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Doris Bergen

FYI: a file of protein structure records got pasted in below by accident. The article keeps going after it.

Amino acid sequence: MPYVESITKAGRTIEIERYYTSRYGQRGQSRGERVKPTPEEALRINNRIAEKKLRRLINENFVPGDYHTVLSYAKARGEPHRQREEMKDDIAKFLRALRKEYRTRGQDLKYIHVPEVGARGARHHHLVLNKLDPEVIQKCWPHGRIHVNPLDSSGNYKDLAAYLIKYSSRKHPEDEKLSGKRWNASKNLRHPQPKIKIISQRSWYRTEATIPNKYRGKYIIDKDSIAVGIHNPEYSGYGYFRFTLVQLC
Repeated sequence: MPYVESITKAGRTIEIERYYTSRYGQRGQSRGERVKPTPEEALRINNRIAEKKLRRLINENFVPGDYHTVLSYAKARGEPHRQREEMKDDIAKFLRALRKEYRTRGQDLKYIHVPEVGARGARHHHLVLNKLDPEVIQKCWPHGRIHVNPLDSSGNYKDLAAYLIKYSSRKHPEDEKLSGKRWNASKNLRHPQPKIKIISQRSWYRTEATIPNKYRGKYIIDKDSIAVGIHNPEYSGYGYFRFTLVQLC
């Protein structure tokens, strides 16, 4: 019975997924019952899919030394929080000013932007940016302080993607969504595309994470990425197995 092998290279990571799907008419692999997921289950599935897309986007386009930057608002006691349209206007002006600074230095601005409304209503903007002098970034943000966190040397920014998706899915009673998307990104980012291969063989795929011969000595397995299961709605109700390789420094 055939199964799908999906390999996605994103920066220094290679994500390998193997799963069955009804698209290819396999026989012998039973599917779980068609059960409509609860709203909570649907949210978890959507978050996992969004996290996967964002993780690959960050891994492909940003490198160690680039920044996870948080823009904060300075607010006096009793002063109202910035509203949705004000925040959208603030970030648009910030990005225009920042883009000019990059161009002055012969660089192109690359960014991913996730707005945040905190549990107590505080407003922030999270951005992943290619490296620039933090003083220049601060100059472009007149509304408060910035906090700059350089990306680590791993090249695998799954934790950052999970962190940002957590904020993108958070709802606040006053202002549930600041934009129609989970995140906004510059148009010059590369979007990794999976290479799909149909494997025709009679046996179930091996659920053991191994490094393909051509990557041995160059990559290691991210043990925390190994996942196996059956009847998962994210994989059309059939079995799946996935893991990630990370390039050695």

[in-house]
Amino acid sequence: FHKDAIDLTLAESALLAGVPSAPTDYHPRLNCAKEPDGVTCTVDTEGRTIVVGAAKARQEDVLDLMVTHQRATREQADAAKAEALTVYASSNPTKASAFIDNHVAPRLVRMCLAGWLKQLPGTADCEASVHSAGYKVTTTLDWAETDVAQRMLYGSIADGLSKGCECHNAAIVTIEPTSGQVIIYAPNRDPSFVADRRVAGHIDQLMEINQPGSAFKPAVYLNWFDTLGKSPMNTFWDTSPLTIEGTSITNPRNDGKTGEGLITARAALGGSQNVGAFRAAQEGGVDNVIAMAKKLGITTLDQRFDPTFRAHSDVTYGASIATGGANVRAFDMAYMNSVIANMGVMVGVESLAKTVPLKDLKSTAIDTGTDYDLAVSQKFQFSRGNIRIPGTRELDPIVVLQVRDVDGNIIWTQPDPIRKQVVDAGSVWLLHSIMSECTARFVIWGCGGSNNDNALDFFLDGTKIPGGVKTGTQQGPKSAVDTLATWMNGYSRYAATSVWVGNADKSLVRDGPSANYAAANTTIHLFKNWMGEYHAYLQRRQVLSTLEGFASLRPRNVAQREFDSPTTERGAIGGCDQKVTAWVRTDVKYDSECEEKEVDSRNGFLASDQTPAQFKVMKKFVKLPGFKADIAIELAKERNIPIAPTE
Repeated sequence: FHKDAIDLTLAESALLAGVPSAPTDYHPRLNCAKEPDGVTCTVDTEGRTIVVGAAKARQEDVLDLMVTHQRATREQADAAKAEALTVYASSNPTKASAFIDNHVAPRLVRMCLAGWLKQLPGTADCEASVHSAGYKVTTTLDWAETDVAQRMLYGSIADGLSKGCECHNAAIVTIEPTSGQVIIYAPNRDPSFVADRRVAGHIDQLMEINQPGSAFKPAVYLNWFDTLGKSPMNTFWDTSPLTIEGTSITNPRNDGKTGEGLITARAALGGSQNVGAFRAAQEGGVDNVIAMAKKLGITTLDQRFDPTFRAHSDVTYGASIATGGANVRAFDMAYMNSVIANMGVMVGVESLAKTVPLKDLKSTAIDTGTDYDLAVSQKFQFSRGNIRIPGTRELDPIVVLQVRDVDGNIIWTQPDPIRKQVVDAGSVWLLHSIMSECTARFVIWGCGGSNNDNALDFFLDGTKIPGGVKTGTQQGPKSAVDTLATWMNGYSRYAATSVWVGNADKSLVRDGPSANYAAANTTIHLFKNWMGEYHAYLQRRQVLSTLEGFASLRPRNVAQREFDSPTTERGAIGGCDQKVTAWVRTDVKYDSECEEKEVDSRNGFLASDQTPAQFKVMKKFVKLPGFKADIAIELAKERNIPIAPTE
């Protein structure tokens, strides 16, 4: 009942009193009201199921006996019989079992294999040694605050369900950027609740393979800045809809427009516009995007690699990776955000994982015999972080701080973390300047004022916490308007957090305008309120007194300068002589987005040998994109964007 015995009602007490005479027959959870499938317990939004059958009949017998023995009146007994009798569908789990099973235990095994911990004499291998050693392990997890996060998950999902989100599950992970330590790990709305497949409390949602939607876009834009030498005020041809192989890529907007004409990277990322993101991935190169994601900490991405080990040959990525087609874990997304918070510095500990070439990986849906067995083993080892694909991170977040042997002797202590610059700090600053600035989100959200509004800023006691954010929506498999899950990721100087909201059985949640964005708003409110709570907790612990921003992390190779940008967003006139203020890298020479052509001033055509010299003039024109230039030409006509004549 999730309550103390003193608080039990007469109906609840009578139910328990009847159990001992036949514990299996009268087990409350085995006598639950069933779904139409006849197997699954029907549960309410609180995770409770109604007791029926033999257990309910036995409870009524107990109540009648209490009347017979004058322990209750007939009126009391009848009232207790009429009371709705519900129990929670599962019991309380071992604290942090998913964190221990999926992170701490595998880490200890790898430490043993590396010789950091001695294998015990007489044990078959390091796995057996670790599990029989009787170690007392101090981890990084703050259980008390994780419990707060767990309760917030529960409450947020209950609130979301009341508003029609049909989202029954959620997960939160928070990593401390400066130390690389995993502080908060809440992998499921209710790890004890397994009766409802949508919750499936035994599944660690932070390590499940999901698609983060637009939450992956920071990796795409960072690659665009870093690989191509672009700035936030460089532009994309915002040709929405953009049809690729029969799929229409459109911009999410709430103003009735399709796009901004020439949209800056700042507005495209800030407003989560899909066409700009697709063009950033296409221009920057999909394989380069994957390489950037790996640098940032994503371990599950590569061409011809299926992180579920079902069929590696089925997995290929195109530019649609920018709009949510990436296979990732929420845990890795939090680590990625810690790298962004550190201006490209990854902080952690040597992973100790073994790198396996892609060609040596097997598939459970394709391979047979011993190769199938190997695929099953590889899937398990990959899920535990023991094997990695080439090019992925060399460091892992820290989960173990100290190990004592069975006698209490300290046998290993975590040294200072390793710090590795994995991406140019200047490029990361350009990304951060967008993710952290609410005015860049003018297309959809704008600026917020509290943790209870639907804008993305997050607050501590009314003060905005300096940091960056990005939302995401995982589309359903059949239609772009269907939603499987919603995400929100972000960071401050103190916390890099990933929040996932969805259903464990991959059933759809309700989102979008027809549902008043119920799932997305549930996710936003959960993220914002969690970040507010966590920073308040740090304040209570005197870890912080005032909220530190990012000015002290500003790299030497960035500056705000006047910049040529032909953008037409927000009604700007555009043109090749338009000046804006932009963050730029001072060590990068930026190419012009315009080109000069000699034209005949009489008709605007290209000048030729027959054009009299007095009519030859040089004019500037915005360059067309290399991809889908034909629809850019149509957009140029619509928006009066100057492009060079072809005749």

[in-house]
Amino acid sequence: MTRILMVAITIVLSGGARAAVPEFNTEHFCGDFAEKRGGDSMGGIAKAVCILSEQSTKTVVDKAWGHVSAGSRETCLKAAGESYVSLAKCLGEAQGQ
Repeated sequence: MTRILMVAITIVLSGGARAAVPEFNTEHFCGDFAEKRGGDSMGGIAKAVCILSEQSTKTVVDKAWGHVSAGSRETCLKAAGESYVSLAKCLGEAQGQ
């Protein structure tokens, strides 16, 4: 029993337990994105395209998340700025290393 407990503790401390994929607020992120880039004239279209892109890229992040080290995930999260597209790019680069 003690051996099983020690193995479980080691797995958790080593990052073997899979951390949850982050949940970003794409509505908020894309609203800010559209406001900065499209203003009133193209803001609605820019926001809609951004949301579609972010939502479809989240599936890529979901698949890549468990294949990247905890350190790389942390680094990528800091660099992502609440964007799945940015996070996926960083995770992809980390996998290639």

Hossbach’s memorandum 1937 <504> - summary of a meeting on November 5, 1937 between German dictator Adolf Hitler and his military and foreign policy leadership where Hitler's future expansionist policies were outlined - Hitler did not want war in 1939 with Britain and France. What he wanted was small wars of plunder to help support Germany's struggling economy (although the Nazis never let on about their financial problems). Hitler wanted a full-scale European war with Britain and France between 1941-1944/5 - In Hitler's view, the German economy had reached such a state of crisis that the only way of stopping a drastic fall in living standards in Germany was to embark on a policy of aggression sooner rather than later to provide sufficient Lebensraum by seizing Austria and Czechoslovakia - Striking change in the Hossbach Memorandum is Hitler's new evaluation of Britain, from the prospective ally of 1928 in the Zweites Buch to the "hate-inspired antagonist" of 1937 unwilling and unable to accept a strong Germany. This change marked a total volte-face in Hitler's view of Britain - The first part of the document minuted Hitler's wish that Germany become an autarchic state, reasoning that a reliance on others makes a state weak. This has been labelled by some historians as a way of preparing Germany for conflict, by ensuring that it was not economically reliant on states with which it could soon be at war. The memorandum's suggestion that certain types of autarchy were not possible can thus be considered reasons for regarding the war as something of a necessity - The second part of the document detailed three 'contingencies' that Hitler would take if certain situations prevailed in Europe, purportedly in order to ensure the security of the Reich. Beyond that, Hitler claimed that two ―hate-inspired antagonists", namely Britain and France, were blocking German foreign policy goals at every turn, and sometime in the next five years or so, Germany would have to achieve autarchy by seizing Eastern Europe to prepare for a possible war with the British and the French - Living space ―Lebensraum‖ - 히틀러는 3 가지 시나리오를 구상했다. 먼저 시간은 독일편이 아니라는 것이었다. 늦어도 1943-1945 년에는 행동에 나서야 한다는 것이었다. 출산율 저하, 생활수준 하락,나치당 지도부의 고령화 때문에, 독일의 생존공간 확보 문제를 늦어도 1943-1945 년까지는 해결해야만 한다는 주장이었다. - 다른 2 개의 시나리오에서 히틀러는 1943-1945 년 이전에 공격에 나서야만 하는 정황을 설명했다. 만약 프랑스가 혼란에 빠질 경우, 프랑스는 독일을 상대로 군사행동을 벌일만한 여력이 없고, 이 경우 독일은 안심하고 체코슬로바키아로 쳐들어 갈 수 있다. 스페인내전이 길어지면, 프랑스와 영국이 이탈리아와 전쟁에 돌입할 가능성이 있다. 그 경우, 독일은 1938 년에라도 체코와 오스트리아를 공격해야 한다. 독일의 일차적 전쟁 목표는 체코슬로바키아와 오스트리아를 함께 격파해서 동쪽에 방어막을 치는 것이다. 히틀러는 영국도 프랑스도 체코슬로바키아를 포기했을지도 모른다고 추측했다. 영국은 독립의 기운이 고조 중인 인도 문제가 있고, 유럽에서의 전쟁 개입을 꺼리는 입장이기 때문에, 영국이 독일과 싸우겠다고 선뜻 나서지 못할 것이라고 히틀러가 주장했다. 프랑스는 영국의 지원없이 나설리가 만무했다. 이탈리아는 체코슬로바키아를 쓸어버리는데 반대하지 않을 것이다. 폴란드는 소련 때문에 독일을 건드릴 여유가 없을 것이다. 소련도 일본 때문에 한눈을 팔 수 없었다. 오스트리아와 체코슬로바키아를 차지하면, 독일 국경이 든든해지고 12 개 사단을 다른 곳에 재배치할 수 있다. 그리고 두 나라에서 3 백만명을 추방하면, 모두 500 만에서 600 만명 분의 식량을 얻을 수 있다는 계산이 나온다. 히틀러는 때가 오면 체코 침공을 전광석화처럼 해치워야 한다는 주장으로 발언을 마무리했다. - 그날 히틀러의 팽창론을 듣고 군지도자들은 경악했을 것이다. 군지도부가 오스트리아와 체코슬로바키아로 언제 어떻게 쳐들어가겠다는 말을 히틀러로부터 들은 것은 이 날이 처음이었다. - 특 히, 블롬베르크,프리치,노이라트가 히틀러의 발언을 듣고 더욱 경악했다. 그들이 걱정한 것은 팽창이라는 목표 자체가 아니었다. 그들이 충격을 받은 것은 그렇게 빨리 무력을 행사하게 될 수도 있다는 사실과 독일이 영국,프랑스와 전쟁에 말려들 위험이 높다는 사실 때문이었다. 그들의 관점에서, 히틀러는 무모하기 짝이 없었다. 독일은 무슨 일이 있어도 영국,프랑스와 전쟁을 해서는 안된다는 것이 그들의 주장이었다. 레더는 이렇게 준비가 안된 상태에서 당장 전쟁을 벌인다는 것은 정신나간 짓이라고 생각했다고 한다 Reichstag Speech (1939) Reichstagsbrand (국회의사당 방화사건) Warsaw Ghetto - Largest of all the Jewish ghettos in Nazi-occupied Europe during World War II. It was established in the Polish capital between October and November 16, 1940, in the territory of the General Government o2 German-occupied Poland, with over 400,000 Jews from the vicinity residing in an area of 3.4 km (1.3 sq mi). From there, at least 254,000 Ghetto residents were sent to the Treblinka extermination camp over the course of two months in the summer of 1942 - The Warsaw Ghetto was established by the German Governor-General Hans Frank on October 16, 1940. Frank ordered Jews in Warsaw and its suburbs rounded up and herded into the Ghetto. At this time, the population in the Ghetto was estimated to be 400,000 people, aboutof the population of Warsaw; however, the size of the [7] Ghetto was about 2of the size of Warsaw. - The construction of the ghetto wall started but the Germans0, closed the Warsaw Ghetto to the outside world on November 16 that year. The wall was typically 3 m (9.8 ft) high and topped with barbed wire. Escapees could be shot on sight. The borders of the ghetto changed many times through the next years. Lodz Ghetto - was the second-largest ghetto (after the Warsaw Ghetto) established for Jews and Roma in German-occupied Poland. Situated in the city of Łódź and originally intended as a temporary gathering point for Jews, the ghetto was transformed into a major industrial centre, providing much needed supplies for Nazi Germany and especially for the German Army. Because of its remarkable productivity, the ghetto managed to survive until August 1944, when the remaining population was transported to Auschwitz and Chełmno extermination camp. It was the last ghetto in Poland to be liquidated Kristallnacht - pogrom (a series of coordinated attacks) against Jews throughout Nazi Germany and parts ofAustria on 9–10 November 1938, carried out by SAparamilitary and civilians - Jews were killed in the attacks, and a further 30,000 arrested and incarcerated in concentration camps. [2Jewish homes, hospitals, and schools were ransacked, as the [3] attackers demolished buildings with sledgehammers. Over 1,000 synagogues were burned (95 in Vienna alone), and over 7,000 Jewish businesses destroyed or damaged - The pretext for the attacks was the assassination of German diplomat Ernst vom Rath by Herschel Grynszpan, a German-born Polish Jew in Paris, France. Kristallnacht was followed by further economic and political persecution of Jews, and is viewed by historians as part of Nazi Germany's broader racial policy, and the beginning of the Final Solution and The Holocaust Einsatzgruppen - SS paramilitary death squads that were responsible for mass killings, typically by shooting - Carried out operations ranging from the murder of a few people to operations which lasted over two or more days, such as the massacres at Babi Yar (33,771 killed in two days) and Rumbula (25,000 killed in two days). The Einsatzgruppen were responsible for the murders of over 1,000,000 people, and they were the first Nazi organizations to commence mass killing of Jews as an organized policy. Chelmno Extermination camp - The camp operated in two periods, from December 8, 1941 to March 1943 during Operation Reinhard, and from June 1944 to January 18, 1945, to kill the Polish Jews of the Łódź Ghetto and the local inhabitants of Warthegau (Reichsgau Wartheland). [1] In between these two periods, modifications were made to the camp's killing procedure - At least 152,000 people were killed in the camp, mainly Poles, Jews from the Łódź Ghetto and the surrounding area, along with Romani from Greater Poland and some [disambiguation needed] Hungarian Jews, Czechs, and Soviet prisoners of war . Most of the victims were killed by the use of gas vans, and the camp served the purpose of early experimentation and development of methods of mass murder, some of which were applied in later phases of The Holocaust. Depending on the source, only two or three people are known to have survived Chełmno extermination camp Madagascar plan - The le[2]rs of Nazi Germany seized on the idea, and Adolf Hitler signed off on it in 1938. In May 1940, Heinrich Himmler, in his Reflections on the Treatment of Peoples of Alien Races in the East, declared: "I hope that the concept of Jews will be completely extinguished through the possibility of a large emigration of all Jews to Africa or some other colony." - Madagascar was the most seriously discussed. Heydrich called the Madagascar Plan a "territorial final solution"; it was a remote location, and the island's unfavorable conditions would hasten deaths. [79]Approved by Hitler in 1938, the resettlement planning was carried out by Eichmann's office, only being abandoned once the mass killing of Jews began in 1941. In retrospect, although futile, this [80] did constitute an important psychological step on the path to the Holocaust. The end of the Madagascar Plan was announced on 10 February 1942. The German Foreign Office was given the official explanation that, due to the war with the Soviet Union, Jews were to be "sent to the east" Von Galen’s sermon - 3 August 1941. In 1941 von Galen gave a string of sermons protesting against Nazi policies on euthanasia, Gestapo terror, forced sterilization and concentration camps - von Galen informed his listeners in a third sermon about the continued desecration of Catholic churches, the closing of convents and monasteries, and the deportation and murder of mentally ill people (who were sent to undisclosed destinations), while a notice was sent to family members stating that the person in question had died. This is murder, he exclaimed, unlawful by divine and German law, a rejection of the laws of God. He informed them that he had forwarded his evidence to the State Attorney. "These are people, our brothers and sisters; maybe their life is unproductive, but productivity is not a justification for killing." If that were indeed a justification for execution, he reasoned, everybody would have to be afraid to even go to a doctor for fear of what might be discovered. The social fabric would be affected. Von Galen then remarked that a regime which can do away with the Fifth Commandment (thou shalt not kill) can destroy the other commandments as well - Of von Galen's remarks, perhaps the most effective was his question asking whether permanently injured German soldiers would fall under the programme as well. A year later, the euthanasia program was still active, but the regime was conducting it in greater secrecy 1935 Nurenberg Law - Prohibited Jews from marrying or having sex with "Aryans" (the Law for the Protection of German Blood and German Honor), stripped German Jews of their citizenship and deprived them of all civil rights. Hitler described the "Blood Law" in particular "the attempt at a legal regulation of a problem, which in the event of further failure would then have through law to be transferred to the final solution of the National Socialist Part." Hitler said that if the "Jewish problem" cannot be solved by these laws, it "must then be handed over by law to the National-Socialist Party for a final solution."[63The "final solution", became the standard Nazi euphemism for the extermination of the Jews. In January 1939, he said in a public speech: "If international-finance Jewry inside and outside Europe should succeed once more in plunging the nations into yet another world war, the consequences will not be the Bolshevization of the earth and thereby the victory of Jewry, but the annihilation (vernichtung) of the Jewish race in Europe Hitler & The Jewish Question January 30, 1939 For hundreds of years Germany was good enough to receive these elements, although they possessed nothing except infectious political and physical diseases. What they possess today, they have by a very large extent gained at the cost of the less astute German nation by the most reprehensible manipulations - "If international-finance Jewry inside and outside Europe should succeed once more in plunging the nations into yet another world war, the consequences will not be the Bolshevization of the earth and thereby the victory of Jewry, but the annihilation (vernichtung) of the Jewish race in Europe." [64]Footage from this speech was used to conclude the 1940 Nazi propaganda movie The Eternal Jew (Der ewige Jude), whose purpose was to provide a rationale and blueprint for eliminating the Jews from Europe Reichnau Order in 1941 - Politically, von Reichenau was an anti-Semite who equated Jewry with Bolshevism and the perceived Asian threat to Europe. The infamous October 1941 "Reichenau Order" paved the way for mass murder by instructing the officers thus: "In this eastern theatre, the soldier is not only a man fighting in accordance with the rules of the art of war...For this reason the soldier must learn fully to appreciate the necessity for the severe but just retribution that must be meted out to the subhuman species of Jewry...". - Blaskowitz’s Memorandum in 1940 - As a traditional soldier, Blaskowitz kept a firm control on the men under his command in their dealings with civilians, Blaskow